2. McGill SM. (2002). Low back disorders:Evidence-based prevention and rehabilitation. Champaign, IL: Human Kinetics.
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4. Anderson, KG, and DG Behm.(2004). Maintenance of EMG activity and loss of force output with instability.Journal of Strength and Conditioning. Research, 18(3):637 – 640.
5. Behm, DG, (1995). Neuromuscular implications and applications of resistance training. Journal of Strength and Conditioning Research, 9:264 – 274.
6. Behm, DG, AM Leonard, WB Young, W Andrew C Bosney, and SN Mackinnon. (2005). Trunk muscle electromyographic activity with unstable and unilateral exercises. Journal of Strength and Conditioning Research, 19(1):193 – 201.
7. Cosio-Lima, LM, KL Reynolds, C Winter, V Paolone, and MT Jones. (2003). Eff ects of physioball and conventional fl oor exercises on early phase adaptations in back and abdominal core stability and balance. Journal of Strength and Conditioning Research, 17(4):721 – 725.
8. Rutherford, OM, and DA Jones. (1986). The role of learning and coordination in strength training. European Journal of Applied Physiology, 55:100 – 105.
9. Bosco C, Komi PV. (1979). Potentiation of the mechanical behaviour of the human skeletal muscle through pre-stretching. Acta Physiologica Scandinavica, 106(4): 467 – 572.
10. Cavagna GA. (1977). Storage and utilization of elastic energy in skeletal muscle. Exercise and Sports Sciences Review, 5: 89 – 129.
In professional soccer, it is not always possible to isolate strength and endurance training on separate days. Competition schedule, limited training time devoted to physical fitness, as well as other contextual variables nesecicitates the concurrent arrangement of strength and endurance sessions within the same training unit or within different training units performed in close proximity (within the same day). Typically, current approach dictates the execution of strength exercises before endurance exercises when strength and endurance are trained within the same session or strength workouts the day before endurance workouts.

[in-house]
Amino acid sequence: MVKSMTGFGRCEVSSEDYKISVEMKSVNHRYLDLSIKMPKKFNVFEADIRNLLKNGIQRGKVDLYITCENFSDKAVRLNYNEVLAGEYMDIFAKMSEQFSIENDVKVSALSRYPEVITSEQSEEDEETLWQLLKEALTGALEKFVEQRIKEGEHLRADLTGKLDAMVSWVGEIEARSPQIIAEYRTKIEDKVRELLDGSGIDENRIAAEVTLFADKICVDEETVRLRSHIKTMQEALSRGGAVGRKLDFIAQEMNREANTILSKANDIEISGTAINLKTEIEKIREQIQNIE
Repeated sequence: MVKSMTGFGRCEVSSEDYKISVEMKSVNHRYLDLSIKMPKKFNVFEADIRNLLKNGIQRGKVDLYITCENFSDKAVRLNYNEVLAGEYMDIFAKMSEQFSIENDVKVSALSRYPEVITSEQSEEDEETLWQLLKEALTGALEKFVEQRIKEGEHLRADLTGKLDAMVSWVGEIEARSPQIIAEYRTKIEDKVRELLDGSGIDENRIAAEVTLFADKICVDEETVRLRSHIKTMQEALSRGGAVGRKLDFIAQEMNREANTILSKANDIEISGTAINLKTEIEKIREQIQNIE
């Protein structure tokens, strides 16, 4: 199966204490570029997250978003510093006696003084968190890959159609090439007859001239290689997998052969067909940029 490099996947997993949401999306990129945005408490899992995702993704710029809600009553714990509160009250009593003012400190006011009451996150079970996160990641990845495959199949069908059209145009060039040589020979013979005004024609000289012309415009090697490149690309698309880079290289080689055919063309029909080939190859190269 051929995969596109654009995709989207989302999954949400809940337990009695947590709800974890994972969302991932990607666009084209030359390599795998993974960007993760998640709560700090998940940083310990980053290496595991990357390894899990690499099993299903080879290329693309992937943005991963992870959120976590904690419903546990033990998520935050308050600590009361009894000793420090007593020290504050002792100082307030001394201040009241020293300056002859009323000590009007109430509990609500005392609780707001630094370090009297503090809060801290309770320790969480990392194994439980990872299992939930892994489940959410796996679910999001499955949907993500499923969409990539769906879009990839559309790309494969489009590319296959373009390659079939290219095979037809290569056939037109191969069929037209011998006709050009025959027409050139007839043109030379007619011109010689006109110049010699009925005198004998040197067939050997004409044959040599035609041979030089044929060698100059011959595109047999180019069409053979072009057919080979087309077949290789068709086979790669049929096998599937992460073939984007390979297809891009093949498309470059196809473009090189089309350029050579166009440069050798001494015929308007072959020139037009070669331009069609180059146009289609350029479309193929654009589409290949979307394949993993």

Some studies have tried to investigate the effect of sequencing strength and endurance in soccer players specifically. For example McGawlay and Andersson pair-matched eighteen semi- and fully-professional players that completed 3 sessions per week of high intensity aerobic training followed by strength/power training (n=9) or strength/power training followed by high intensity aerobic training (n=9) for a pre-season period of five weeks (1). In this study the football exercises and strength/power exercises each lasted for 30 minutes and they were performed within the same session at 19:00. In another study, a strength training session was followed by soccer-specific endurance training or the same soccer-specific endurance training was performed in the morning followed by strength training in the early afternoon (2). In the first scenario both sessions were completed with a 3-4 morning period (08:45 and 10:30 respectively), whilst in the second scenario the players performed the endurance session at 10:30 and the strength session at 14:00. In this way, players that completed the strength exercises first had a 30-45 minute recovery period before the endurance exercises, whilst players that completed the endurance exercise first had 120 minutes of recovery before the strength session (2). Another study using a large sample of players compared performing strength before endurance in a single training session, endurance before strength in a single training session and strength and endurance training on alternate days (3). From the above studies, there were evidence to suggest that performing endurance before strength may be a little more beneficial for performance variables (2).